Switzerland's delivery of UBS client data to U.S. tax officials has been delayed after the Swiss lower house rejected a Swiss-U.S. deal to solve a tax dispute, triggering a new parliamentary debate.
Tuesday's last-minute snub by the main arm of parliament came after a vote in favor of the deal by the upper house last week, meaning the two houses will have to try and agree a common text by the end of next week.
Even if the Swiss parliament were to fully support the text of a deal, there is still the question of whether the agreement will be put to a referendum, a scenario the lower house supported on Tuesday.
(A full rejection of the deal) would lead to uncertainty for Switzerland as a place to do business. This would be poison for the economy, Christophe Darbellay, head of the centrist Christian Democrat party, told Reuters after the vote.
We now have to find our way out of this crisis and ... a sensible solution, Darbellay added.
Washington agreed on August 19 2009 to drop tax evasion charges against UBS after Berne promised it would transfer by the end of August this year bank details of 4,450 U.S. clients of UBS, a move which would be in breach of Swiss bank secrecy laws.
A Swiss court in January duly blocked the data transfer, forcing Berne to bypass the ruling with a legal patch that requires parliamentary approval by both houses and risks delaying the sharing of bank data beyond the August deadline.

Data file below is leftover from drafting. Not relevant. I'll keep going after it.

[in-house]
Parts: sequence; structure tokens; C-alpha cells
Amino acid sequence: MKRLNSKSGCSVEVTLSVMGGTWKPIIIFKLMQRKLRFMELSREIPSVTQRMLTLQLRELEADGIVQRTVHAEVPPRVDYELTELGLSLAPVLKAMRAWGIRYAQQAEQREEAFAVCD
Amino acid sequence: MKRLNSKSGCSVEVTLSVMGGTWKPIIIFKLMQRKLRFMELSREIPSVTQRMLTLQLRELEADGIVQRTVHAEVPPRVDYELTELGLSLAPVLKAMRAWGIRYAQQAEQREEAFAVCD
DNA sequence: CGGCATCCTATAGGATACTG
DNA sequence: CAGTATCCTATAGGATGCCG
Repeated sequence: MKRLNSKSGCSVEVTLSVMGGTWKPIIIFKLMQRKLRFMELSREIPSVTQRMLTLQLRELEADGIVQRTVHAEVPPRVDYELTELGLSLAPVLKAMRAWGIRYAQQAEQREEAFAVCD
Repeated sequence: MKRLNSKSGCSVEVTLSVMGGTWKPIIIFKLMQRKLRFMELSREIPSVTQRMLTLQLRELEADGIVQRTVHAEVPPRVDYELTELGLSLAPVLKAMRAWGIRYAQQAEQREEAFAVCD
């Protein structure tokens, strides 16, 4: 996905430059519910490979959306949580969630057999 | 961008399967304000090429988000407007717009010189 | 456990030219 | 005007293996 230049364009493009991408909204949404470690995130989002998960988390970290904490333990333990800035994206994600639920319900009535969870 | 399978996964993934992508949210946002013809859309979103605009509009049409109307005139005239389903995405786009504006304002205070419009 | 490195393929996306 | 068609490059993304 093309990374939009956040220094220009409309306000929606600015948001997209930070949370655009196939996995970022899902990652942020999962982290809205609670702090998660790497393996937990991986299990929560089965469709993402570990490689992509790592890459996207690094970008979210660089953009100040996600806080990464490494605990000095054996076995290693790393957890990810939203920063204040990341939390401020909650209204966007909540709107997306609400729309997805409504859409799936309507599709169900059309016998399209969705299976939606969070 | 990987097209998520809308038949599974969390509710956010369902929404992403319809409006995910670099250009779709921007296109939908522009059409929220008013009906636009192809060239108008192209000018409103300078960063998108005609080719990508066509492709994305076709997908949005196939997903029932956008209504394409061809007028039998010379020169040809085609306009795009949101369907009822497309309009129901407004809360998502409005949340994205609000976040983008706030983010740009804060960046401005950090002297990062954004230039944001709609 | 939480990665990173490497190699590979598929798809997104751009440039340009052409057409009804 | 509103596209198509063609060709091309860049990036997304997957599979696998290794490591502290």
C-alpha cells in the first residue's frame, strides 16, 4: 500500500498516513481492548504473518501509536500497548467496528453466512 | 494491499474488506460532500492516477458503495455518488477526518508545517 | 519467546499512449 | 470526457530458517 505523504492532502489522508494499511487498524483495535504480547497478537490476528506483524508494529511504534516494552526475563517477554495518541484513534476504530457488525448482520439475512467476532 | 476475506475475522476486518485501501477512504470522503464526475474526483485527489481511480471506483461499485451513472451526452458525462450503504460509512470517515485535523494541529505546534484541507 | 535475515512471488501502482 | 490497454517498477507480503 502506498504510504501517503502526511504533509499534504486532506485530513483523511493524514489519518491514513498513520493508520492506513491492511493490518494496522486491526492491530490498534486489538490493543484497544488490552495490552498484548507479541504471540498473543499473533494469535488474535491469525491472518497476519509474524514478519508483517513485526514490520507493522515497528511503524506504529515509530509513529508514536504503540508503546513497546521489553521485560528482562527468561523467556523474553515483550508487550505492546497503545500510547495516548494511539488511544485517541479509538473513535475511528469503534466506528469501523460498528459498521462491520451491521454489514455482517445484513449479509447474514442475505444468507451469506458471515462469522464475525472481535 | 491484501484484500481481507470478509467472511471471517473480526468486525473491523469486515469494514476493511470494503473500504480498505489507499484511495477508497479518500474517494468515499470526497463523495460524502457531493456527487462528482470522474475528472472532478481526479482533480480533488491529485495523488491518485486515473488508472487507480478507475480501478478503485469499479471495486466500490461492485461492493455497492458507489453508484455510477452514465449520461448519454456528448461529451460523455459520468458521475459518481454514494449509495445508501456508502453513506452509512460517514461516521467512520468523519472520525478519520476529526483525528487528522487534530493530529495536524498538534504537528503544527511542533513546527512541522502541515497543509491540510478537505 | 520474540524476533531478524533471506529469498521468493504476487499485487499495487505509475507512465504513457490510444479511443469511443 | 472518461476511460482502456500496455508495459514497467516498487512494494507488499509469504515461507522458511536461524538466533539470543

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The lower house's vote against the deal is another headache for the government, which has struggled to win political support for a deal many in Switzerland see as a capitulation to the United States to get UBS, the country's largest bank, off the hook.
The U.S. authorities could launch a fresh tax case against UBS if the Swiss fail to deliver the client data in time.
What do you want to achieve with that (rejection)? Wouldn't it be in the interest of our economy ... when we could put an end to this painful story, Justice Minister Eveline Widmer-Schlumpf said in a final appeal ahead of the vote.
UBS spokesman Serge Steiner said the world's second-largest wealth manager had taken notice of the vote.
Key to the vote against the deal was a decision by the right-wing SVP party, Switzerland's largest, to reject it after an 11th-hour change of heart as it failed to win clear support for its campaign against new taxes on bankers' bonuses.
The SVP is also supporting a referendum on the deal that would delay any accord's entry into force by up to a year.
There is no set deadline (for agreeing on a new text), but the two houses would have to work it out by the end of next week at the latest, said parliament spokesman Mark Stucki.
But if they approve a referendum, Switzerland would not be able to deliver the data on time.
The United States has accused UBS of helping rich Americans hide some $20 billion of untaxed money in secret accounts. The probe came while the bank was already weakened by $50 billion of writedowns on toxic assets which put its survival at risk.
Since the Swiss courts cast uncertainty on the deal, U.S. officials have maintained they expect the Swiss to live up to their end of the bargain.
The Swiss government has repeatedly said an agreement is the only way to end the prolonged UBS tax dispute, a distraction for Chief Executive Oswald Gruebel as he tries to rebuild the hard-pressed wealth manager.
Shares in UBS were down 3.1 percent at 1009 GMT, extending earlier losses following parliament's vote and against a 1.5 percent fall in the STOXX Europe 600 banking index <.SX7P> (Additional reporting by Kim Dixon in Washington; Editing by David Holmes)